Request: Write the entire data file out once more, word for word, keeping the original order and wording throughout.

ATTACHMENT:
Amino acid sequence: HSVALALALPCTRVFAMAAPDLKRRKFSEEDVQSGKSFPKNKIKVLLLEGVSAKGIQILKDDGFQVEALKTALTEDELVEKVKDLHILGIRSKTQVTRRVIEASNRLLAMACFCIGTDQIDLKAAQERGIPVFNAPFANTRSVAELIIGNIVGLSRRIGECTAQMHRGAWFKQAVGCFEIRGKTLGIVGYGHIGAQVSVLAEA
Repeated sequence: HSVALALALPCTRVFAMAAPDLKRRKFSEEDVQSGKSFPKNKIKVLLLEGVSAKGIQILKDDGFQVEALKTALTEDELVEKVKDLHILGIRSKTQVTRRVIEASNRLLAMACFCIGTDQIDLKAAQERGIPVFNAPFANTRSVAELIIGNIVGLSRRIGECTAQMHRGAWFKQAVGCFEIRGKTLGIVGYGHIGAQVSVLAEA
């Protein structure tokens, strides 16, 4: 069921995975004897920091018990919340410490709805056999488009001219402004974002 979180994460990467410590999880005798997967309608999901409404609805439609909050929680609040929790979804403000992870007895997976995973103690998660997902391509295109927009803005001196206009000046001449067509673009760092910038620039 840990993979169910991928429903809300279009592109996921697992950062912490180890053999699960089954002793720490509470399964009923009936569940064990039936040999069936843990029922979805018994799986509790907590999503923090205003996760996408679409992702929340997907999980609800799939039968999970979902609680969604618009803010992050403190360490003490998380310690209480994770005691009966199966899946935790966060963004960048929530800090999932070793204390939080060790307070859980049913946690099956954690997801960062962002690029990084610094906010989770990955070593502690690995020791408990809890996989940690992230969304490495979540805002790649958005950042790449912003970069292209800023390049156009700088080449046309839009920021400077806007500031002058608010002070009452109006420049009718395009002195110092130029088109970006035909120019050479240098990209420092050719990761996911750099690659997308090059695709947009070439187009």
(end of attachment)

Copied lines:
Amino acid sequence: HSVALALALPCTRVFAMAAPDLKRRKFSEEDVQSGKSFPKNKIKVLLLEGVSAKGIQILKDDGFQVEALKTALTEDELVEKVKDLHILGIRSKTQVTRRVIEASNRLLAMACFCIGTDQIDLKAAQERGIPVFNAPFANTRSVAELIIGNIVGLSRRIGECTAQMHRGAWFKQAVGCFEIRGKTLGIVGYGHIGAQVSVLAEA
Repeated sequence: HSVALALALPCTRVFAMAAPDLKRRKFSEEDVQSGKSFPKNKIKVLLLEGVSAKGIQILKDDGFQVEALKTALTEDELVEKVKDLHILGIRSKTQVTRRVIEASNRLLAMACFCIGTDQIDLKAAQERGIPVFNAPFANTRSVAELIIGNIVGLSRRIGECTAQMHRGAWFKQAVGCFEIRGKTLGIVGYGHIGAQVSVLAEA
């Protein structure tokens, strides 16, 4: 069921995975004897920091018990919340410490709805056999488009001219402004974002 979180994460990467410590999880005798997967309608999901409404609805439609909050929680609040929790979804403000992870007895997976995973103690998660997902391509295109927009803005001196206009000046001449067509673009760092910038620039 840990993979169910991928429903809300279009592109996921697992950062912490180890053999699960089954002793720490509470399964009923009936569940064990039936040999069936843990029922979805018994799986509790907590999503923090205003996760996408679409992702929340997907999980609800799939039968999970979902609680969604618009803010992050403190360490003490998380310690209480994770005691009966199966899946935790966060963004960048929530800090999932070793204390939080060790307070859980049913946690099956954690997801960062962002690029990084610094906010989770990955070593502690690995020791408990809890996989940690992230969304490495979540805002790649958005950042790449912003970069292209800023390049156009700088080449046309839009920021400077806007500031002058608010002070009452109006420049009718395009002195110092130029088109970006035909120019050479240098990209420092050719990761996911750099690659997308090059695709947009070439187009």